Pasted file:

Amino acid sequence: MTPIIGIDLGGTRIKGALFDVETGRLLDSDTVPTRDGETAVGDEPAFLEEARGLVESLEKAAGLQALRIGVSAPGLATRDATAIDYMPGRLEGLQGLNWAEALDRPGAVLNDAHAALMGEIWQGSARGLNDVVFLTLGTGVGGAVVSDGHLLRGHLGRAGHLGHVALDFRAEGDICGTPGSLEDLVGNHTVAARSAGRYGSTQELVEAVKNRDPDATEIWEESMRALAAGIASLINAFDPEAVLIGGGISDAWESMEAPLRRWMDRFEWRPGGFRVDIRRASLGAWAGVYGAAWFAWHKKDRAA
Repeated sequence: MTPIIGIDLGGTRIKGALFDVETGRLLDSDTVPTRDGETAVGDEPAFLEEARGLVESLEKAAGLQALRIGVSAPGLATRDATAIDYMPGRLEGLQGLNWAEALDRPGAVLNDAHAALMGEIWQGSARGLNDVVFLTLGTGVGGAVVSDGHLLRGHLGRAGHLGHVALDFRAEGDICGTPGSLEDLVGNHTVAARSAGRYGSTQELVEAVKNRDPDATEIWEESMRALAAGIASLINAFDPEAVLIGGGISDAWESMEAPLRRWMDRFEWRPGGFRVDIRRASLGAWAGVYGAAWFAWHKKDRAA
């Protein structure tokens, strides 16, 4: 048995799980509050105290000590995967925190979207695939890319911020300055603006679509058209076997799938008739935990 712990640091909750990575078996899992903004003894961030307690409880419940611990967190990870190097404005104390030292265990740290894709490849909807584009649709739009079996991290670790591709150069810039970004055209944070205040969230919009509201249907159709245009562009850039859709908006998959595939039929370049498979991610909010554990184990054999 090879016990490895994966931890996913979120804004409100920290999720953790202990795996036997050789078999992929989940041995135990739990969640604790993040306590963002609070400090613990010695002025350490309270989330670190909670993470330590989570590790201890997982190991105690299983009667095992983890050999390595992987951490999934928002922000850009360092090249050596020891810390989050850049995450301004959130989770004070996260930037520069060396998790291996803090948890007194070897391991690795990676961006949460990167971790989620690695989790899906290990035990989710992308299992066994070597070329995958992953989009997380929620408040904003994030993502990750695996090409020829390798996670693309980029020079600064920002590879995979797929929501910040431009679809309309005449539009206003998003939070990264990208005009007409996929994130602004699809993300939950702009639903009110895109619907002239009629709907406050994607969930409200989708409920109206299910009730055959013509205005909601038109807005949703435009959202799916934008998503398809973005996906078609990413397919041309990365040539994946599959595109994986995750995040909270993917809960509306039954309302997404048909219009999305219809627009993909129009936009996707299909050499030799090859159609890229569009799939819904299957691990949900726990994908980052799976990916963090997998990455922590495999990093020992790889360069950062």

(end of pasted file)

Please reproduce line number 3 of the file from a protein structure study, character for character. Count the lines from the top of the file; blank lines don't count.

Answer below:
């Protein structure tokens, strides 16, 4: 048995799980509050105290000590995967925190979207695939890319911020300055603006679509058209076997799938008739935990 712990640091909750990575078996899992903004003894961030307690409880419940611990967190990870190097404005104390030292265990740290894709490849909807584009649709739009079996991290670790591709150069810039970004055209944070205040969230919009509201249907159709245009562009850039859709908006998959595939039929370049498979991610909010554990184990054999 090879016990490895994966931890996913979120804004409100920290999720953790202990795996036997050789078999992929989940041995135990739990969640604790993040306590963002609070400090613990010695002025350490309270989330670190909670993470330590989570590790201890997982190991105690299983009667095992983890050999390595992987951490999934928002922000850009360092090249050596020891810390989050850049995450301004959130989770004070996260930037520069060396998790291996803090948890007194070897391991690795990676961006949460990167971790989620690695989790899906290990035990989710992308299992066994070597070329995958992953989009997380929620408040904003994030993502990750695996090409020829390798996670693309980029020079600064920002590879995979797929929501910040431009679809309309005449539009206003998003939070990264990208005009007409996929994130602004699809993300939950702009639903009110895109619907002239009629709907406050994607969930409200989708409920109206299910009730055959013509205005909601038109807005949703435009959202799916934008998503398809973005996906078609990413397919041309990365040539994946599959595109994986995750995040909270993917809960509306039954309302997404048909219009999305219809627009993909129009936009996707299909050499030799090859159609890229569009799939819904299957691990949900726990994908980052799976990916963090997998990455922590495999990093020992790889360069950062």